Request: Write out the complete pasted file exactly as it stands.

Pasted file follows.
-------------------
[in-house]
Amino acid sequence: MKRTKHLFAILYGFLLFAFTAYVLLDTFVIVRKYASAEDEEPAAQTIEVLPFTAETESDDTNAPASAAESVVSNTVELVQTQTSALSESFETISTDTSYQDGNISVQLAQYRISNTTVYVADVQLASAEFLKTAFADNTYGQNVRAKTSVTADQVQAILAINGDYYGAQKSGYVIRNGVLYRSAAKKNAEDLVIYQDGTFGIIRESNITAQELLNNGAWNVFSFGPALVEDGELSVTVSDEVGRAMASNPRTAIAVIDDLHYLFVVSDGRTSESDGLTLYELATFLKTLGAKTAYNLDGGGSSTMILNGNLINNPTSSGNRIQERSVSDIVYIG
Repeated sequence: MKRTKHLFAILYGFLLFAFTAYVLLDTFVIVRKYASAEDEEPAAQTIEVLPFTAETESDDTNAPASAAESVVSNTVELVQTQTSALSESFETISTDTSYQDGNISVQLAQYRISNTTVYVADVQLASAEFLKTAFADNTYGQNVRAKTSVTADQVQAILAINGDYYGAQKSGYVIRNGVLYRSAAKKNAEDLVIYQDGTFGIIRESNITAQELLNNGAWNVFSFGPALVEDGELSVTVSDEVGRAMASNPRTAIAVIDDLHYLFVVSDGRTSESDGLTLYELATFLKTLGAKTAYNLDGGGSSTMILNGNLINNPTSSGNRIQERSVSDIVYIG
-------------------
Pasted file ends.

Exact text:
[in-house]
Amino acid sequence: MKRTKHLFAILYGFLLFAFTAYVLLDTFVIVRKYASAEDEEPAAQTIEVLPFTAETESDDTNAPASAAESVVSNTVELVQTQTSALSESFETISTDTSYQDGNISVQLAQYRISNTTVYVADVQLASAEFLKTAFADNTYGQNVRAKTSVTADQVQAILAINGDYYGAQKSGYVIRNGVLYRSAAKKNAEDLVIYQDGTFGIIRESNITAQELLNNGAWNVFSFGPALVEDGELSVTVSDEVGRAMASNPRTAIAVIDDLHYLFVVSDGRTSESDGLTLYELATFLKTLGAKTAYNLDGGGSSTMILNGNLINNPTSSGNRIQERSVSDIVYIG
Repeated sequence: MKRTKHLFAILYGFLLFAFTAYVLLDTFVIVRKYASAEDEEPAAQTIEVLPFTAETESDDTNAPASAAESVVSNTVELVQTQTSALSESFETISTDTSYQDGNISVQLAQYRISNTTVYVADVQLASAEFLKTAFADNTYGQNVRAKTSVTADQVQAILAINGDYYGAQKSGYVIRNGVLYRSAAKKNAEDLVIYQDGTFGIIRESNITAQELLNNGAWNVFSFGPALVEDGELSVTVSDEVGRAMASNPRTAIAVIDDLHYLFVVSDGRTSESDGLTLYELATFLKTLGAKTAYNLDGGGSSTMILNGNLINNPTSSGNRIQERSVSDIVYIG